David Matthews would record “Live At The Five Spot”[16], also in 1975, it would cover of “Penny Arcade” which Beck had written for Joe Farrell and was the title track Farrell’s 1974 album of the same name.


In his obituary of Joe Beck on, Jeff Tamarkin stated “He [Beck] returned in the mid-’70s and recorded an album for the CTI spinoff Kudu Records, which was issued only in Japan-he also continued to work as a sideman for CTI-related projects.” – This is incorrect. First I have two US pressings, a white label promo and the regular KUDU pressing, both issued in 1975. Then, among other reviews, I had a copy of this one, from the Green Bay Press Gazette

Joe Beck – BECK (KUDU KU-21 SI)

Perhaps more than any jazz guitarist in recent memory, Joe Beck has captured the potential explosiveness of improvisational guitar on an amazing debut album for Kudu Records.

Beck has been in and out of the avant garde trip and has turned instead to a fuller, more musically structured style that may be a little less jazzy, but it remains strong because of its basis in fundamental r&b. In other words, if you prefer the often-introverted virtuosity of a Miles Davis, then Beck may be too life-like, too real, but to my mind, much more satisfying.

Without taking any credit away from Beck, I’m surprised that alto sax player Dave Sanborn didn’t demand equal billing for his inspired solos on virtually every track, but especially on “Cactus” and “Cafe Black Rose.” Sanborn reflects the solidness that Beck’s guitar work maintains with a wider, higher free-form style that balances out the R&B.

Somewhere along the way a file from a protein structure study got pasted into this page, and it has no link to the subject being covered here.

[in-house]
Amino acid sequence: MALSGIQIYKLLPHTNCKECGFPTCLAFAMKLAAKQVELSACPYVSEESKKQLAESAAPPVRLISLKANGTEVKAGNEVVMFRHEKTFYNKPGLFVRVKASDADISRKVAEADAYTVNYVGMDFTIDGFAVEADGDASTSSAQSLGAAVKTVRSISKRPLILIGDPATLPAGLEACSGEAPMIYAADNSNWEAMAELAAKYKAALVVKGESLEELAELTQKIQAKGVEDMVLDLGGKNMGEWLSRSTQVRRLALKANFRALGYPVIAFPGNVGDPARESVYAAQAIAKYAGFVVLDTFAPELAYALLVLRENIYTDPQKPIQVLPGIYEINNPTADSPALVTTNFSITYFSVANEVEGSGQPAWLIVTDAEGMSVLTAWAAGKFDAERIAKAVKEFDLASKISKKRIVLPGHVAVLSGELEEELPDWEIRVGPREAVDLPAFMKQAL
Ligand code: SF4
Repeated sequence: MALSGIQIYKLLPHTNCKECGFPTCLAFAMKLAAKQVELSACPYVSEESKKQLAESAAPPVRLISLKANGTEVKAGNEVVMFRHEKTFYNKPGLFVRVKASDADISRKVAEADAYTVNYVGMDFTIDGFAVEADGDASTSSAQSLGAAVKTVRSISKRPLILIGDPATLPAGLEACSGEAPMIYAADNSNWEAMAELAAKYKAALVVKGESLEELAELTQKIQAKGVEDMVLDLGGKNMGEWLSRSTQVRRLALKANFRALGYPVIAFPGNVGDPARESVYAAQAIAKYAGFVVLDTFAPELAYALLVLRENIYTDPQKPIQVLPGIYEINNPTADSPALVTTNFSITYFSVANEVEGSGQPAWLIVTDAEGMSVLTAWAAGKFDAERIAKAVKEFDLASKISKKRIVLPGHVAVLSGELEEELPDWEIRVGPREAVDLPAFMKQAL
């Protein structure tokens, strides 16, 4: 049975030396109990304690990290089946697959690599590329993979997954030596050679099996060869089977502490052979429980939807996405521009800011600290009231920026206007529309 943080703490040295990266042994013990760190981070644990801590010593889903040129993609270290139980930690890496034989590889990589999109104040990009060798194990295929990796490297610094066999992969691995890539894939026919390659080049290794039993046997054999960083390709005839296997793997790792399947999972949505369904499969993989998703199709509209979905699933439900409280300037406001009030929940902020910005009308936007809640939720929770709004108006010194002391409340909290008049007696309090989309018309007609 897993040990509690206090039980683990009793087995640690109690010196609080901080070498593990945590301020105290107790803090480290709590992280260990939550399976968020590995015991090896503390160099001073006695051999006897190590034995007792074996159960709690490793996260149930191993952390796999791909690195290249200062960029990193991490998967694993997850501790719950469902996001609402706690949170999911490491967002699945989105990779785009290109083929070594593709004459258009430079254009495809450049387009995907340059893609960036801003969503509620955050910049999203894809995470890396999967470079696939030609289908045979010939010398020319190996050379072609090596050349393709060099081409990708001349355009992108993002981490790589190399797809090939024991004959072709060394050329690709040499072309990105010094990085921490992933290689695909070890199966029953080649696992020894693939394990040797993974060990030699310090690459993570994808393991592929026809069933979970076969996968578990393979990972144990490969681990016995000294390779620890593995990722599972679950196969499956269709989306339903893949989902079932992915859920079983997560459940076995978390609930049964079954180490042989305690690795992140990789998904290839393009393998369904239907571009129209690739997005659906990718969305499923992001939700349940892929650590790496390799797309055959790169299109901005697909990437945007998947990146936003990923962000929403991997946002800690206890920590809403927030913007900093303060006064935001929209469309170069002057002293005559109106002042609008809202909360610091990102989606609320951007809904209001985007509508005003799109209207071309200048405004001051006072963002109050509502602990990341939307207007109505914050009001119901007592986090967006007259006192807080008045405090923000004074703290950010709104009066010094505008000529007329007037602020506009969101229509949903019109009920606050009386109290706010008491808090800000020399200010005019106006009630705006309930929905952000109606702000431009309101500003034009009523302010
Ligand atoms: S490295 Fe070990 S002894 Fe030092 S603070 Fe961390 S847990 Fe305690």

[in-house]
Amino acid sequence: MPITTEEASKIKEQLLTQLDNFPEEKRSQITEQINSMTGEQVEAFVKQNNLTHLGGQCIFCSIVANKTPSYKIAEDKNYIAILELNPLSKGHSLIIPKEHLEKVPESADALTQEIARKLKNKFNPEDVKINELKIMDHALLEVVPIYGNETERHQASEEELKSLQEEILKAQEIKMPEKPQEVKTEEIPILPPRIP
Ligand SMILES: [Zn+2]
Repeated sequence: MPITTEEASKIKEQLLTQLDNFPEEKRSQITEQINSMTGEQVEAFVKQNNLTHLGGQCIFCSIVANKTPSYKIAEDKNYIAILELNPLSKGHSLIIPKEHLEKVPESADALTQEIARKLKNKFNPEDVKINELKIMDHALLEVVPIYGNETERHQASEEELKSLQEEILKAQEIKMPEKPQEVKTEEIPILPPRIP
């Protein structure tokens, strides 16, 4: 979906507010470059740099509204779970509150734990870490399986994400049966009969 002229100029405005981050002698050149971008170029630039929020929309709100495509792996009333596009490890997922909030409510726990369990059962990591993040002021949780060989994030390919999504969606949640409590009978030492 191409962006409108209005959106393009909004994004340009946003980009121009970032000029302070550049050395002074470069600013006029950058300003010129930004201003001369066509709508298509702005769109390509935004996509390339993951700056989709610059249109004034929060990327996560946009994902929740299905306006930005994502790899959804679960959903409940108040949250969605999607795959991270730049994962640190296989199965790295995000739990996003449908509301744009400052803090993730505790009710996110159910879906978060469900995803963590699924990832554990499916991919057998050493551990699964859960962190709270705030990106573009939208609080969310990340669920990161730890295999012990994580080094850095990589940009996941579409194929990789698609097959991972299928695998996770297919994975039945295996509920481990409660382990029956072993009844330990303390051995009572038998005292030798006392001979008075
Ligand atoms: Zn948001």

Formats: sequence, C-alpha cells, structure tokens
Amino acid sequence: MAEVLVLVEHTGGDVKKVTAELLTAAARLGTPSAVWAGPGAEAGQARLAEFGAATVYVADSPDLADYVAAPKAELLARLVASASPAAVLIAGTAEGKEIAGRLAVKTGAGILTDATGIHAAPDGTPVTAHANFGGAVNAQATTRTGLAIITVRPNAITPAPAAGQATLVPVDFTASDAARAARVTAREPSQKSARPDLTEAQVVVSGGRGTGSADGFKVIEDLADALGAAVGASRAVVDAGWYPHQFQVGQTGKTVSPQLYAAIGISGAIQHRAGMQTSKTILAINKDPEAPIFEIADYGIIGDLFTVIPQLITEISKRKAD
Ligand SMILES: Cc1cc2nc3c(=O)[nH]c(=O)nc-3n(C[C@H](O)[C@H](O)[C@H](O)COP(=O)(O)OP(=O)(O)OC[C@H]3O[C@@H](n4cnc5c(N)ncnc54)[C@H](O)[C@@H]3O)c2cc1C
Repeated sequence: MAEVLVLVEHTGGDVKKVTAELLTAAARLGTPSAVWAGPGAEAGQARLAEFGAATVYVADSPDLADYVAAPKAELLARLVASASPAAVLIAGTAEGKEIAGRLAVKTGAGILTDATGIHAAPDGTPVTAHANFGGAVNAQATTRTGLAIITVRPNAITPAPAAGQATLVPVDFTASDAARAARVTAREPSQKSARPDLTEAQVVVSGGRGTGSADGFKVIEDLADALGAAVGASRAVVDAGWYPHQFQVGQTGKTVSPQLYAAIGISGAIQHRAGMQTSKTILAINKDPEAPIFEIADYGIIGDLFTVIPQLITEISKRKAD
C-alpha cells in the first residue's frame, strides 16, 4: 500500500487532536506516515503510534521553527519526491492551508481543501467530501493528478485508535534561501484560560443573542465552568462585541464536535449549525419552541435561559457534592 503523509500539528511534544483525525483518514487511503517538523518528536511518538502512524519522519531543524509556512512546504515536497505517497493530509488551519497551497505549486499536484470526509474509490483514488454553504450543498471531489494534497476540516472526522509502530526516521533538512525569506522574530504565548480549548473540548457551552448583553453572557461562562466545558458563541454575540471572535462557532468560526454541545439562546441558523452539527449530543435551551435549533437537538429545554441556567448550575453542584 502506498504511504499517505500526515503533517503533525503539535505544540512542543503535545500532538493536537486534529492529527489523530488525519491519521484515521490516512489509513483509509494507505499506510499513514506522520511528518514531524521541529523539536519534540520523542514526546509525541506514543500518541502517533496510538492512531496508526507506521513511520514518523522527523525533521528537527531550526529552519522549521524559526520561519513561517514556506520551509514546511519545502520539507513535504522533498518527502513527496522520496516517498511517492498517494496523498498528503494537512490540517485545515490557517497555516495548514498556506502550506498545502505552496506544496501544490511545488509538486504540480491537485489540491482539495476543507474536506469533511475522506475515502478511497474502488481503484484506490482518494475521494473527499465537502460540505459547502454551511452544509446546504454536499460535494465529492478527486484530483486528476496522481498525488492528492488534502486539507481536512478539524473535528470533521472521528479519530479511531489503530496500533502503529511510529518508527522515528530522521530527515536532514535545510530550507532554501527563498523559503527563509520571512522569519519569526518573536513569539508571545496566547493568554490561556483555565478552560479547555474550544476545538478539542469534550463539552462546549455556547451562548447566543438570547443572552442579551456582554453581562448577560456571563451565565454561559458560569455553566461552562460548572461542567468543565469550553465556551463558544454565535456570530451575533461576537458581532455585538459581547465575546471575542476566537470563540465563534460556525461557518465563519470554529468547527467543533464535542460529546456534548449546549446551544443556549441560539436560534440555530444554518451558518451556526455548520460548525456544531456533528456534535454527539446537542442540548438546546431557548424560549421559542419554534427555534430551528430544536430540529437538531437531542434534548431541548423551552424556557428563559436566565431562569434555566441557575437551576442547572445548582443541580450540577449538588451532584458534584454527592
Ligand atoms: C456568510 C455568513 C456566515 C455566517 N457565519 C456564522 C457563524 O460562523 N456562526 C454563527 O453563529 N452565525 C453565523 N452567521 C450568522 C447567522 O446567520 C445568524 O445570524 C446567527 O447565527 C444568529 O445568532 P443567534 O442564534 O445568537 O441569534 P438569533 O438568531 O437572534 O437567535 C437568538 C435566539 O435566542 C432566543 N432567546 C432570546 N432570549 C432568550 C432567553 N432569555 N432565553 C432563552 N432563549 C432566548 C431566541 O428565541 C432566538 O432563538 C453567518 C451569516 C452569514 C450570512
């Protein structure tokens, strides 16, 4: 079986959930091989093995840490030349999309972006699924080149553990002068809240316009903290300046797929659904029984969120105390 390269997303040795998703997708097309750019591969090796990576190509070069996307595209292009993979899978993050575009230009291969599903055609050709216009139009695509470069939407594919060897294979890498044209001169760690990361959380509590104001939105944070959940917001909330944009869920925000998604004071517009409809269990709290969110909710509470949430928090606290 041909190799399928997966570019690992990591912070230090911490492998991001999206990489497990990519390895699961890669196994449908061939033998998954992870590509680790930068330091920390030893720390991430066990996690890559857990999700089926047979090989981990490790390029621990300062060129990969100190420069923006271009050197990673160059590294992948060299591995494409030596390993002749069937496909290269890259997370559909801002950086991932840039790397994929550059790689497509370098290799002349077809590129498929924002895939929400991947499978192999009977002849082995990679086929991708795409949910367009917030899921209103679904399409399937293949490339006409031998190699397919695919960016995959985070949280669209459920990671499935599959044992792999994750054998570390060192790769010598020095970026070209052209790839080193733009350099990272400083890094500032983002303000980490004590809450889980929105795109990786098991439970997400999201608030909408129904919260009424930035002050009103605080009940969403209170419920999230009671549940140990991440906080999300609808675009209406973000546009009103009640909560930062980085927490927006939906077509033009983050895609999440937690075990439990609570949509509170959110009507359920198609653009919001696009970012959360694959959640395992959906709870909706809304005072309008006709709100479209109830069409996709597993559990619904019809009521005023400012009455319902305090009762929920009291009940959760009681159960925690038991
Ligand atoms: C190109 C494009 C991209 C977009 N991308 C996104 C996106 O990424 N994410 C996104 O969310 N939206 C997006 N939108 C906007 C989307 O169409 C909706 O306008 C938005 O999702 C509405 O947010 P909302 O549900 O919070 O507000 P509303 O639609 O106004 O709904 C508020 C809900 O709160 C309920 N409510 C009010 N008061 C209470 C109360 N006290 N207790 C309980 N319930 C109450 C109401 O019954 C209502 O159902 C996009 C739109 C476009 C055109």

Even as Leo Kottke has brought the steel-string guitar to new American prominence, Joe Beck has returned a very excitement to New York jazz.

Records In Review – Mark Moran, Staff Writer, Press Gazette – 7th Sept. 1975

An email to Doug, some more issues of Billboard and the release date problem seems resolved. Either there was no overdub session at Van Gelders, or if it was, it was much earlier. It appears reasonable to assume that the album was recorded in 3-sessions. Sometime either before or during the process of writing the liner notes for 1987 CD release of “Beck & Sanborn,” supervised by Didier C. Deutsch, the spurious date of June for the overdub was added and it’s been carried forward ever since.

The “Beck” album, recorded on March 10, 11 & 17, 1975 is definitely a shift in direction for CTI/KUDU. It was released just a few weeks later on an accelerated cadence at the end of May. The May 31st Billboard lists “Beck” as a New Release; Billboard for June 7th lists the album as a new entry at #25 in the progressive FM airplay chart; June 28th Billboard lists the album as a new entry at #173 in the Top 200 albums just two places behind Donnie and Marie Osmond, also a new entry that week. I’m not aware of a test pressing or any singles released from this album. The August 9th, 1975 issue of Billboard magazine listed the “Beck” album as $6.98 retail price.